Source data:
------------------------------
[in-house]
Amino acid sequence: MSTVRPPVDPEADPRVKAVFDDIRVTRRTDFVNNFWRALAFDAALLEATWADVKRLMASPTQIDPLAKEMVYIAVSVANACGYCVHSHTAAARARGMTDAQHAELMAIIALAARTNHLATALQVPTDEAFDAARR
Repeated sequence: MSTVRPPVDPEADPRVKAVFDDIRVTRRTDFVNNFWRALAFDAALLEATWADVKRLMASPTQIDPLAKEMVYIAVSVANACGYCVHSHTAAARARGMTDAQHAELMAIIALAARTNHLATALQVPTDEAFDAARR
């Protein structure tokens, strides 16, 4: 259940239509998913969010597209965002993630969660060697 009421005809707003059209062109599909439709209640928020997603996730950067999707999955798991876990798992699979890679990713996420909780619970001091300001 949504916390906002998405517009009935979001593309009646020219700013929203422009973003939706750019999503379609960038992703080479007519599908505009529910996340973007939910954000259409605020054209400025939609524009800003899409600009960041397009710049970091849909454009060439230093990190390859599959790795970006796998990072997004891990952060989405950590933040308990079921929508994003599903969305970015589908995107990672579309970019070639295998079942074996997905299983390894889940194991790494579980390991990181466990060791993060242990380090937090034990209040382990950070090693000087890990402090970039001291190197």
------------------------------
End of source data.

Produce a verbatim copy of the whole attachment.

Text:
[in-house]
Amino acid sequence: MSTVRPPVDPEADPRVKAVFDDIRVTRRTDFVNNFWRALAFDAALLEATWADVKRLMASPTQIDPLAKEMVYIAVSVANACGYCVHSHTAAARARGMTDAQHAELMAIIALAARTNHLATALQVPTDEAFDAARR
Repeated sequence: MSTVRPPVDPEADPRVKAVFDDIRVTRRTDFVNNFWRALAFDAALLEATWADVKRLMASPTQIDPLAKEMVYIAVSVANACGYCVHSHTAAARARGMTDAQHAELMAIIALAARTNHLATALQVPTDEAFDAARR
């Protein structure tokens, strides 16, 4: 259940239509998913969010597209965002993630969660060697 009421005809707003059209062109599909439709209640928020997603996730950067999707999955798991876990798992699979890679990713996420909780619970001091300001 949504916390906002998405517009009935979001593309009646020219700013929203422009973003939706750019999503379609960038992703080479007519599908505009529910996340973007939910954000259409605020054209400025939609524009800003899409600009960041397009710049970091849909454009060439230093990190390859599959790795970006796998990072997004891990952060989405950590933040308990079921929508994003599903969305970015589908995107990672579309970019070639295998079942074996997905299983390894889940194991790494579980390991990181466990060791993060242990380090937090034990209040382990950070090693000087890990402090970039001291190197």